Republic of the Philippines


G.R. No. L-5396             March 12, 1910

CANUTO REYES, petitioner-appellee,
JACINTO LIMJAP, opponent-appellant.

Ramon Fernandez, for appellant.
Perfecto Gabriel, for appellee.


By a writing presented on the 3d of January, 1906, the representative of Ireneo Felix requested the registration of a parcel of land belonging to the latter, situated in the town of Antipolo, Rizal Province, bounded on the north by Calle Real; on the east by lots owned by Braulia Cuepangco and Engracia Loalhati; on the south by Calle Martinez; and on the west by lots belonging to Gregorio Lim and Braulia Cuepangco; it has an area of 815.98 square meters and its description and boundaries are stated in the plan attached to the petition; the said property, as alleged, was acquired by purchase from the owner of the same, Vicente Francisco Ayco, was assessed at the last assessment at $110 United States currency, and is free from all incumbrances, no one having any right or interest therein; it is now occupied by the applicant who, after the hearing of this case and before judgment was rendered in the premises, conveyed the said land by means of an absolute sale to Canuto Reyes for the sum of P600, according to the notarial instrument appearing at folio 78.

On the 4th of April, 1907, the representative of Jacinto Limjap made written opposition to the foregoing application, requesting that the same be dismissed and that the registration of the said property in favor of Irineo Felix with cost be denied; he alleged that the opponent is the owner and present possessor of the land and denied that the applicant or his predecessors or principals had ever been in legal or material possession of the same, and also denied all the other allegations not expressly or implicitly denied in the previous paragraphs.

The case came up for trial and evidence was adduced by both parties to the suit, the documents exhibited by them being made of record. On the 3d of March, 1909, the trial court overruled the opposition of Limjap and decreed the adjudication and registration of the aforesaid property in favor of Canuto Reyes, after declaring a General default. The opponent excepted to the foregoing decision and moved for a new trial, on the ground that the judgment was contrary to law and not sustained by the evidence; the motion was overruled; the petitioner excepted and gave notice of his intention to appeal by the corresponding bill of exceptions which was presented, approved, and submitted to this court.

From the record of the case forwarded by the Court of Land Registration upon this appeal, it is fully proven by means of documents and by the testimony of competent witnesses: (1) That Crisostomo Marero possessed the land in question under title of ownership and sold it under pacto de retro to Vicente Francisco Ayco on the 25th of May, 1874, for the sum of 60 pesos, on condition that the vendor and the purchaser would both receive as partners the rent that the house erected on said land should produce, according to document marked with the letter "B"; (2) that in view of the fact that the vendor did not redeem the property within the period fixed by article 1508 of the Civil Code, as no term whatever was stipulated in the contract sale with the right of repurchase, Vicente Francisco sold it on the 7th of December, 1906, to Irineo Felix under public instrument, folio 7, and the latter, after having applied for the registration of his title in the registry of property, also sold the said lot to Canuto Reyes, in whose favor the registration was decreed.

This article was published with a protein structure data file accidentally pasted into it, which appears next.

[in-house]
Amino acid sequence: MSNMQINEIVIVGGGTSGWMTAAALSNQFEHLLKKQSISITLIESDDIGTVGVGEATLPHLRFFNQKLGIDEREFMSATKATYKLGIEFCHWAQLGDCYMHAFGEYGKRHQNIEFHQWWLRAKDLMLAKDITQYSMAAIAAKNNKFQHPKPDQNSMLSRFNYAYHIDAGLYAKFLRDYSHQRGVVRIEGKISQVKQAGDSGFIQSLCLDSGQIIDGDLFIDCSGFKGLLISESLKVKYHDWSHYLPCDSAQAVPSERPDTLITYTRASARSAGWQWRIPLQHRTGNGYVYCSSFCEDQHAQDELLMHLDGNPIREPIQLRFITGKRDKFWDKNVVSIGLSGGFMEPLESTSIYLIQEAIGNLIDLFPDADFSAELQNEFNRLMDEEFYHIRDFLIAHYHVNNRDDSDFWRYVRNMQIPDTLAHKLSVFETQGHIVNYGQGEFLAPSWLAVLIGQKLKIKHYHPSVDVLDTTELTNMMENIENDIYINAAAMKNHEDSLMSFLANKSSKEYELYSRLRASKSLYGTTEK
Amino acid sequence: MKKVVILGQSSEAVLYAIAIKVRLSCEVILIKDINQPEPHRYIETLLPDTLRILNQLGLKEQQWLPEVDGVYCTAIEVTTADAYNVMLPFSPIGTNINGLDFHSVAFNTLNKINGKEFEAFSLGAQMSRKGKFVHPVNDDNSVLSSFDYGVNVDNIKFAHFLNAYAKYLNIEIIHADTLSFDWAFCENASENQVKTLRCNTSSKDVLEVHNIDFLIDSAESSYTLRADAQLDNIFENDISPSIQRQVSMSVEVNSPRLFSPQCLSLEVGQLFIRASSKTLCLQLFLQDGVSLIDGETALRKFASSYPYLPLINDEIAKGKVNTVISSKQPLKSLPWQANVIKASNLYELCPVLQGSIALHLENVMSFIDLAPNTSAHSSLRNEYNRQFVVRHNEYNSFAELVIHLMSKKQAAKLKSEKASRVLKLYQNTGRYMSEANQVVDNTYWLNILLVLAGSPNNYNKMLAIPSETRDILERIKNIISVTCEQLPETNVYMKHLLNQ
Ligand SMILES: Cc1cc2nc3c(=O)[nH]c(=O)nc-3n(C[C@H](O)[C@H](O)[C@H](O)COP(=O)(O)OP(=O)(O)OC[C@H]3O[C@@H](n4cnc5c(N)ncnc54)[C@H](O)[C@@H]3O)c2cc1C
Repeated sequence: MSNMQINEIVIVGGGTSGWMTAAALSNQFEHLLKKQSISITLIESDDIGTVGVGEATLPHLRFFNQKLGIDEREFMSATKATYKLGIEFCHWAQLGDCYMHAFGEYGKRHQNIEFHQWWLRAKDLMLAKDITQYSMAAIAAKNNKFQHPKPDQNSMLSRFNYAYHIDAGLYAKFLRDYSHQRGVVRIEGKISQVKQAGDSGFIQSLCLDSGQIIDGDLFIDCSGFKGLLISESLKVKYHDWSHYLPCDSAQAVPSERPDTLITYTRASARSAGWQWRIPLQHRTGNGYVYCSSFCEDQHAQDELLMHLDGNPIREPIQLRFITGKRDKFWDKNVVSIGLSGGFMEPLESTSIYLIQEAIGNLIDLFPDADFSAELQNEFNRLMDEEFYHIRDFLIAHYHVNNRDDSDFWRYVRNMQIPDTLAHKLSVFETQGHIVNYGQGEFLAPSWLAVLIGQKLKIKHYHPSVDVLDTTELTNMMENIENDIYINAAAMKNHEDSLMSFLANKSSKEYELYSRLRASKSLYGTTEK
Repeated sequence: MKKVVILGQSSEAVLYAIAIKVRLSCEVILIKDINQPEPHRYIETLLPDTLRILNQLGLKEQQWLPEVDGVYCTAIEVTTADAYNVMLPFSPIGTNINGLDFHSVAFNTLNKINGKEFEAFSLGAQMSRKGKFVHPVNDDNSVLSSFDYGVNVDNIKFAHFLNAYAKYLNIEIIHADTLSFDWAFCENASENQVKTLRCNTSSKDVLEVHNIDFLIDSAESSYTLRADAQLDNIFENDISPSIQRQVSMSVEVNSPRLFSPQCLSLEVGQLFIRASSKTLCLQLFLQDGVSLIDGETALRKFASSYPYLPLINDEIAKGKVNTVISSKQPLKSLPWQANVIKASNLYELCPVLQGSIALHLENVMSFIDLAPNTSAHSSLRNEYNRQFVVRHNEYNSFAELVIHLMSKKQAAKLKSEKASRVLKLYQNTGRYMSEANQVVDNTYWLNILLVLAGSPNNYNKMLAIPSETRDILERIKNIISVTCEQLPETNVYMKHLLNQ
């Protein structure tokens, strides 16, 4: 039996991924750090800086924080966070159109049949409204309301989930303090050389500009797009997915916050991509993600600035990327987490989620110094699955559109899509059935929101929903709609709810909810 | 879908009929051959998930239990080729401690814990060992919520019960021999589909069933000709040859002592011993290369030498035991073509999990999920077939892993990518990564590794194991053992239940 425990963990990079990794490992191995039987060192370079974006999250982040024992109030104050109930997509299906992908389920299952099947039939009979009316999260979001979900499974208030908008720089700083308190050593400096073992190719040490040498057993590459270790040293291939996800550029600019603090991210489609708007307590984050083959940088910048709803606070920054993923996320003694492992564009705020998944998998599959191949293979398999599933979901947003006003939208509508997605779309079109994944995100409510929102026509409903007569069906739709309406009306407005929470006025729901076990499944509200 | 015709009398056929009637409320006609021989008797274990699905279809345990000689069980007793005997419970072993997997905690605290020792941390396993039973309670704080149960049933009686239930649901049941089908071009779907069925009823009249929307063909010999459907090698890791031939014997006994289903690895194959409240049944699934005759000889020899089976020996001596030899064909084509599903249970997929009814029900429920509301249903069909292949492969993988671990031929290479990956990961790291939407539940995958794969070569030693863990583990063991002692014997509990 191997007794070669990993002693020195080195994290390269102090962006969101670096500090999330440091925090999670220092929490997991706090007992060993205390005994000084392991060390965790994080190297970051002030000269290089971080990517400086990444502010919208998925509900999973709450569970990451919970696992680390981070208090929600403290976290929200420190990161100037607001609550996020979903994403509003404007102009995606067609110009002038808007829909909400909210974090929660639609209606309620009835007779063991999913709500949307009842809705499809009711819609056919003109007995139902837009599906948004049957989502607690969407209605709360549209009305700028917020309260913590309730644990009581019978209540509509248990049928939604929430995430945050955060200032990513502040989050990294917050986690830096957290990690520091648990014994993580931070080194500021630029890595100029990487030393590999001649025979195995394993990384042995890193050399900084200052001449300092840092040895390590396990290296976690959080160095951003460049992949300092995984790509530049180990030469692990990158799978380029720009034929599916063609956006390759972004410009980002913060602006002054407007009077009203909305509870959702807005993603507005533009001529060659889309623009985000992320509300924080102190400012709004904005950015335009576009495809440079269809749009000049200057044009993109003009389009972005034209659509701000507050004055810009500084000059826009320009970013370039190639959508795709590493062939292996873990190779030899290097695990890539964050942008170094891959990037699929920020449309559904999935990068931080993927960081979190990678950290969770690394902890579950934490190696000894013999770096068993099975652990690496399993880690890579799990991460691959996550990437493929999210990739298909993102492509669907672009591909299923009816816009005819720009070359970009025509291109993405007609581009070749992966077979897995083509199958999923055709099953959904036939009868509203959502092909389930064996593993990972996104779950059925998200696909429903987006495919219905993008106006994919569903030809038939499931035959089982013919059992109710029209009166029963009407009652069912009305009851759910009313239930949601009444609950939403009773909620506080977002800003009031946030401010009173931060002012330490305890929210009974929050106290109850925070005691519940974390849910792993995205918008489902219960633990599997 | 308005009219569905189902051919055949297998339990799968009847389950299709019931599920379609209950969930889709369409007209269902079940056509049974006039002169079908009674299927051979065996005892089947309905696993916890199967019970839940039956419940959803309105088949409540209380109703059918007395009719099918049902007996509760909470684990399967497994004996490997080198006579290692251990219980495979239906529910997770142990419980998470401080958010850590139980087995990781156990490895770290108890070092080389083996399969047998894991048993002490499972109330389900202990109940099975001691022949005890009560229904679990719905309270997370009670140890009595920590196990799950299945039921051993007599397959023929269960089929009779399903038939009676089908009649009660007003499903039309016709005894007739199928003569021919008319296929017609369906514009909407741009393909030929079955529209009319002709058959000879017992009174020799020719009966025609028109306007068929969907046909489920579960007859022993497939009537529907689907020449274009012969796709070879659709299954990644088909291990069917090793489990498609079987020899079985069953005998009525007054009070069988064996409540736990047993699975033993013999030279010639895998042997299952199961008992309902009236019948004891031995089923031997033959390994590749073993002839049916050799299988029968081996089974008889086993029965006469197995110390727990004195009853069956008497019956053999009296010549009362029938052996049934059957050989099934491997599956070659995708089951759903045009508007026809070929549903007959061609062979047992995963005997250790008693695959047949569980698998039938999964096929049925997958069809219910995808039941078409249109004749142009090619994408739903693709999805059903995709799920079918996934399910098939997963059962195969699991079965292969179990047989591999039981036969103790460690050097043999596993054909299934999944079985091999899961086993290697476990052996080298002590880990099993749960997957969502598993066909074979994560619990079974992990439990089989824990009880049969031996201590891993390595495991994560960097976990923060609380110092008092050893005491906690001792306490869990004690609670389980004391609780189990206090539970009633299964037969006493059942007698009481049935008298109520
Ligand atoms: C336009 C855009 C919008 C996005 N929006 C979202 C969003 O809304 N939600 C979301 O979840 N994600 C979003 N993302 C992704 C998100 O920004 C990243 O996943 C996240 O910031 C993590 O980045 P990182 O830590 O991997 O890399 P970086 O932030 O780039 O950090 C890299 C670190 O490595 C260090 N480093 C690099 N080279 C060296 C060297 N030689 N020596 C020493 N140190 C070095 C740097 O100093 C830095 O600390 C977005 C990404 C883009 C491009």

It appears to have been admitted by the opponent, who did not impugn in due course the document marked as Exhibit B of the applicant, that Crisostomo Marero was the original owner and possessor of said land, and, as it does not appear that Marero had transferred his control over the property to Braulia Cuepangco, no possible reason exists under the law for considering the latter to be the lawful owner of the land; therefore, she could neither have disposed of it nor sold it to the opponent Limjap.

As a matter of fact Cuepangco, as stated by her son-in-law and attorney-in-fact or representative, Dalmacio Guidote, in his affidavit, folio 99 of the record, never possessed nor pretended to own the said parcel of land situated between two lots belonging to his mother-in-law, and when he sold them in her behalf he did not include the intermediate lot, which was the property of one Marero, who subsequently sold it to the Chinaman Vicente Francisco, and the latter to Irineo Felix, and this fact was stated to the notary Manikis; and even though at first he refused to subscribed the instrument of sale drawn up by the said notary, because it referred to lands of larger area, he afterwards did so because after consulting with Attorney Sotelo, the notary assured him that as the writing contained no clause providing for the protection of purchaser from interference, nothing serious could happen.